Norwegian firm Ocean Installer, best known for its subsea installation services in the oil and gas sector, in December 2020 changed its name to Havfram - Ocean Forward in Norwegian - saying the name change reflected the company's growing commitment to offshore wind.
Now, less than a year after the name change, the company is further strengthening its offshore wind commitment with the plan to order a jack-up wind turbine installation vessel capable of installing giant wind turbines of the future, aimed at the growing U.S. offshore wind market.
The company, which has set a target of having a majority of its income coming from renewables by the middle of the decade, said Monday it would order "a new semi-submersible jack-up vessel to support offshore wind projects off the east coast of the United States and is looking at the opportunities for similar vessels for the European market."
"Designed to be futureproof, the vessel will have class-leading hook height and the capability to install the next generation of 20MW plus wind turbines while having the potential to be powered by zero-emission fuel," Havfram said.
Offshore Engineer reached out to Havfram seeking more details on the order and vessel design.
The spokesperson said that several yards in the Far East were competing for the work. The firm order, according to the spokesperson, is expected to be placed within the next quarter. The vessel, of the upgraded Gusto design based on NG20000, is expected to be delivered in 2025.
Given that the vessel is not expected to be built in the U.S., meaning it won't be Jones Act-compliant.
The Jones Act requires seaborne cargo shipped between two U.S. points to be carried by U.S.-built, crewed, and owned vessels
We asked Havfram how the company will deal with this.
Gregor Scott, BA Director, Havfram, said the vessel itself will not be Jones- Act complaint, but the way It will operate will be compliant.
"It will not transport turbines to and from the US, it will use US-flagged feeder barges and vessels, submerging to upload the turbines. The complete turbines will then be installed in compliance with the act," Scott said.
Workforce transitioning, too
While the company is looking to pivot from oil and gas to wind, it is also doing the same with its workforce
Havfram said Monday it had almost doubled its global headcount in the past 18 months, taking it from 150 to 275, partly in response to increased work in projects across the world, but also to support the transition of its workforce to renewables.
“Within our current total workforce is a highly-experienced, dedicated core team of 40 working on our renewables projects,” said Gregor Scott, BA Director. “We have a small but growing renewables team, that is nimble and extremely agile in the way it can respond to new projects and totally customer focussed.
“There is a lot of talk about transitioning workforces from oil and gas to renewables. We’ve gone past the talking stage; we’re putting that transition into action. Seventy-five percent of the people working in our renewables team have moved over from oil and gas and we see that as a very strong transfer of skills.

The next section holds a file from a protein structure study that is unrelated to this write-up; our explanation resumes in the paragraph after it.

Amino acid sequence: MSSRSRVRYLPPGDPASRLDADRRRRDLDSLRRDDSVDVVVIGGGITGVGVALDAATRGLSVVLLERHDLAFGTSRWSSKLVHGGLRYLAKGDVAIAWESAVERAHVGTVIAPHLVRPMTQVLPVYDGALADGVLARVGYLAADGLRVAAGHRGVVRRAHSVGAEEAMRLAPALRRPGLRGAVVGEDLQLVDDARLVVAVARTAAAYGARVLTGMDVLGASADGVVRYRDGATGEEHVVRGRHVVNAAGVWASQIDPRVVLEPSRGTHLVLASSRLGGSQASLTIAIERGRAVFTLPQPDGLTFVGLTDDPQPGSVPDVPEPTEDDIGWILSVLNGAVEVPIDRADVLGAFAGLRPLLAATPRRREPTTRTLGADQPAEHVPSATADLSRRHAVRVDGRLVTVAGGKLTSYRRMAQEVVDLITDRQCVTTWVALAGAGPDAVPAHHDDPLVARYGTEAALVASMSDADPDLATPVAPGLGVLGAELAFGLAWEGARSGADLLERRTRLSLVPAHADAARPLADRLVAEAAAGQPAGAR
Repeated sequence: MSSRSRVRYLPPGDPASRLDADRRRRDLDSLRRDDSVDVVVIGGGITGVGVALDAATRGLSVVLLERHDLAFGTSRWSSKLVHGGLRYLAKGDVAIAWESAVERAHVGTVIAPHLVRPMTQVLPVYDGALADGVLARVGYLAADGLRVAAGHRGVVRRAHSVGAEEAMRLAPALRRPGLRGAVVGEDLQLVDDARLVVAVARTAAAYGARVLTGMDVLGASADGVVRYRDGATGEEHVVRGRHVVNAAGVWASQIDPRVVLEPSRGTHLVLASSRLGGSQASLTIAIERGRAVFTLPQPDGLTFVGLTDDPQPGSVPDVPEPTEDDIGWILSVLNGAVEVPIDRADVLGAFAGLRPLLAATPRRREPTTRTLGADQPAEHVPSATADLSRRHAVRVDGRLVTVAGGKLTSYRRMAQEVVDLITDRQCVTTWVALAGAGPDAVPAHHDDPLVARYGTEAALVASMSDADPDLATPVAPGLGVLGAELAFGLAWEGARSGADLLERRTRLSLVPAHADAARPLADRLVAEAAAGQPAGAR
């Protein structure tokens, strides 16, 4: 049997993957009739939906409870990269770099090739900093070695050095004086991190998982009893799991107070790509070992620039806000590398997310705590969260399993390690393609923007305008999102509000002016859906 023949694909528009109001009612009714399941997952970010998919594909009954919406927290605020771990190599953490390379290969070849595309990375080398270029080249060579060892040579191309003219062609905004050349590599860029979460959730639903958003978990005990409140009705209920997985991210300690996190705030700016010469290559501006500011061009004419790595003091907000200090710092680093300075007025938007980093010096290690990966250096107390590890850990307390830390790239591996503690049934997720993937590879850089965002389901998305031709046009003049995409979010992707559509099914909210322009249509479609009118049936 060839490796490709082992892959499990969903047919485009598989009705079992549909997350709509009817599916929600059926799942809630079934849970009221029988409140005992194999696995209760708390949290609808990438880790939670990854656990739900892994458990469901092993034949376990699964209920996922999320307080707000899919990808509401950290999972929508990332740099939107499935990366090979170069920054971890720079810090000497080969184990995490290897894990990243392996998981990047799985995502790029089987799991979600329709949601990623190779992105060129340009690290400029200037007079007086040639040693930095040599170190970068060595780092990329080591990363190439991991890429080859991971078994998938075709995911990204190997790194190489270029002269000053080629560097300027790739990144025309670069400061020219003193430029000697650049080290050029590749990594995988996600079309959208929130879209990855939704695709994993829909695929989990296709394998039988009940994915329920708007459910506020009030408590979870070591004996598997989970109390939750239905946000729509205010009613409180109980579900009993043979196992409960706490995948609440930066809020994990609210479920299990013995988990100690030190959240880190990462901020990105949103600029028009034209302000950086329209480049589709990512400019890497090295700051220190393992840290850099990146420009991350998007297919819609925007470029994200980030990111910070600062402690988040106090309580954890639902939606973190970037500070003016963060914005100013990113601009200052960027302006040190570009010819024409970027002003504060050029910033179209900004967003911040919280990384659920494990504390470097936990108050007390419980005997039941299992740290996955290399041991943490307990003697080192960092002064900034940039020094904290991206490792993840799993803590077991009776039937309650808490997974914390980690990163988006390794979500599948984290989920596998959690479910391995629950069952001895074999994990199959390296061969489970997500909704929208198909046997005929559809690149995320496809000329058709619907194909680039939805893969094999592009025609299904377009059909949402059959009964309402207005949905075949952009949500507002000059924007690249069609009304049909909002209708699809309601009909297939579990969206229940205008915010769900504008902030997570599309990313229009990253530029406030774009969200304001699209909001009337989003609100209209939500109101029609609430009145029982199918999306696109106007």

“There is a lot of commonality and correlation between what we do in the oil and gas sector and renewables. Technologies and expertise we have built up as a subsea operator supporting the oil and gas sector with mooring systems, power cables, flow lines, risers, umbilicals etc are readily transferable.”
30GW by 2030
The U.S. government has recently announced plans to promote offshore wind, with a goal to have 30 gigawatts (GW) of offshore wind capacity installed by 2030, and a whopping 110GW of offshore wind by 2050.
It has also committed to supporting the development of a sustainable local offshore wind supply chain, which is set to benefit from $136 billion expected to be spent on U.S. offshore wind development in the U.S. within this decade, as estimated by World Energy Reports. Still, it will take some time to build the local supply capacity, meaning foreign firms will benefit from the U.S. offshore wind drive, and for the foreseeable future, too.
Philip Lewis, the author of the recently released “International Wind Turbine & Foundation Vessel Installation Vessel Market Forecast” recently shared with us his views on the U.S. wind turbine installation vessel market, which currently doesn't exist, but the plans are there to build it. As a matter of fact, one vessel, Dominion's Charybdis is currently being built by Keppel at its yard in Brownsville, Texas.
"A key aim of the White House is to anchor one or two US factories for each major wind farm component. This is unlikely to benefit the first wind farms to be built – these will rely mostly on components manufactured in Europe and transported to the United States. This will change over time, with commitments having been announced for some key component factories," he said.
He said there was a target of four to six U.S.-owned specialized turbine installation vessels (WTIVs), which will help ease a potential supply shortage of installation vessels in the US. However, these will not come cheap, as the Jones Act calls for these vessels to be built in the U.S.
"The high CAPEX -close to 40% higher than South Korean & Chinese yards - will add to project costs. It is likely that the installation of US wind farms will be carried out by a mix of Jones Act compliant and foreign-flag vessels in the foreseeable future," Lewis said.
For example, the U.S. offshore wind developer Vineyard Wind has recently contracted Belgium-based DEME for the offshore transport and installation of the wind turbine generators for its Vineyard Wind 1 project, which will be the first large-scale offshore wind installation in the United States.
Located 15 miles off the coast of Martha’s Vineyard, Vineyard Wind 1 will have a generating capacity of 800 megawatts (MW), capable of providing electricity to power more than 400,000 homes.